Marvel’s Movie Rulebook Drains Some of the Dopey Charm From ‘Guardians of the Galaxy Vol. 2’

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Deep down, I think we all knew we’d only get one Guardians of the Galaxy. Sure, there’ll be sequels, tie-ins, crossovers, and probably spin-offs as long as they keep making money. But James Gunn’s gonzo 2014 space opera was wonderful in part because it felt so fresh and different—it was weird, irreverent, and stylistically and tonally unmoored from everything that came before it in the Marvel Cinematic Universe.

In other words, it was, by its very nature, a phenomenon that’s almost impossible to replicate. There’ll be plenty of attempts—look no further than the Thor: Ragnarok trailer, with its ’70s rock soundtrack, retro fantasy vibe, and roller-rink visuals, for proof that the alchemy is already becoming algebra.

Even Guardians of the Galaxy Vol. 2 isn’t quite Guardians of the Galaxy, though it comes pretty darn close. It’s goofy, imaginative, and eye-popping, and it all but dares you not to have fun. Maybe the difference is that now we know what to expect, and Gunn has a formula to which he must diligently adhere. I guess having a rulebook is kind of a drag, even if you’re the one who wrote it.

There’s also the looming specter of the upcoming Infinity War crossover that will tie together the Guardians and Avengers franchises. It’s hard to shake the feeling that, as Gunn and his intergalactic misfits are reeled into the Avengers orbit, there’s some pressure to stand up straight and act a little more like a conventional superhero movie. Vol. 1’s approach to stuff like plot and character arcs was casual at best, and that looseness was appealing as hell—there was an awesome sense that everyone was just wandering around doing random stuff and, oh yeah, an Infinity Stone! Vol. 2 isn’t exactly tightly plotted, but, if I have some minor qualms, it’s that the movie saddles Peter Quill, aka Star-Lord (Chris Pratt), with ho-hum daddy issues and a backstory-driven character arc that rob him of some of his dopey charm.

Of course, playing it straight is a relative concept in a Guardians of the Galaxy story in any medium, and this installment has the added bonus of casting Kurt Russell as a magnificently coiffed, god-like being known as Ego, whose mission to roam the galaxy and bone females of every sentient species eventually produced Peter.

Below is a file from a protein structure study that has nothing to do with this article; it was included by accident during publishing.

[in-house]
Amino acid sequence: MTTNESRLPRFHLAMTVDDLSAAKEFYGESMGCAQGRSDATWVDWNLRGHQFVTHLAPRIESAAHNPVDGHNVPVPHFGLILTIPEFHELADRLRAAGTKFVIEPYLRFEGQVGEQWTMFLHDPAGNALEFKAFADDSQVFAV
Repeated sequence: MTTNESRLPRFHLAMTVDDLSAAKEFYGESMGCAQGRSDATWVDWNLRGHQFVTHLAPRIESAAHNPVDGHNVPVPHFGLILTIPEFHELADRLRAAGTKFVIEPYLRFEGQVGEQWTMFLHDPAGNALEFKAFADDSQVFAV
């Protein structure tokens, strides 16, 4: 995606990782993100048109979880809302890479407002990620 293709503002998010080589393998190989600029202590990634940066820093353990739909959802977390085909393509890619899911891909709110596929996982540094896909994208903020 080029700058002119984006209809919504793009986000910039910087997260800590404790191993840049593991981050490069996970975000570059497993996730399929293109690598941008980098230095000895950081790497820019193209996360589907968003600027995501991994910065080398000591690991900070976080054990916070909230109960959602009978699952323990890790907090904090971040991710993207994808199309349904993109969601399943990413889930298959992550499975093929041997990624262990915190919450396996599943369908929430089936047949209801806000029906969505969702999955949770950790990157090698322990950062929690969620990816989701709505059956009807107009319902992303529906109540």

Peter doesn’t know any of these details, of course, and when Ego drops in to save him and his fellow Guardians from being pulverized by a race of gold-skinned aliens from whom they’ve stolen some important batteries (just go with it), Peter welcomes the chance to get to know his dad. This involves an extended stay on Ego’s planet, which is essentially the universe’s biggest and most gorgeous prog-rock album cover.

It’s immediately clear to everyone besides Peter that Ego has an ulterior motive for tracking him down, but his associates have pressing family issues of their own: Gamora (Zoe Saldana) is still fending off her psychopathic sister; Rocket (voice of Bradley Cooper) is playing dad to Baby Groot (voice of Vin Diesel); Drax (Dave Bautista) still grapples with the death of his wife and daughter; and Yondu (Michael Rooker) has been exiled from the impromptu family of space pirates known as Ravagers.

The first film wasn’t subtle in casting the Guardians as a dysfunctional but loving family unit, so the sequel’s emphasis on family ties isn’t out of place. I just wish it didn’t force Pratt into a father-son storyline that buries so much of his rakishness.

So the middle stretch of Vol. 2 doesn’t always earn the emotional beats between the funny banter and the dazzling space battles. But talk about a third-act rally—the final moments might be the most heart-wrenching sequence Marvel has put on film so far. Regardless of its weaknesses, Vol. 2 proves that Marvel is still successful in the area that so consistently trips up its main competitor: It genuinely cares about the characters, and they make sure we do, too.

Guardians of the Galaxy Vol. 2 is playing at Regal Riviera Stadium 8, Regal Knoxville Center Stadium 10, AMC Classic Knoxville 16, and Regal Pinnacle Stadium 18.

April Snellings is a staff writer and project editor for Rue Morgue Magazine, which reaches more than 500,000 horror, thriller, and suspense fans across its media platforms. She recently joined the lineup of creators for Glass Eye Pix's acclaimed audio drama series Tales from Beyond the Pale, an Entertainment Weekly “Must List” pick that has been featured in The Wall Street Journal and The New York Times.

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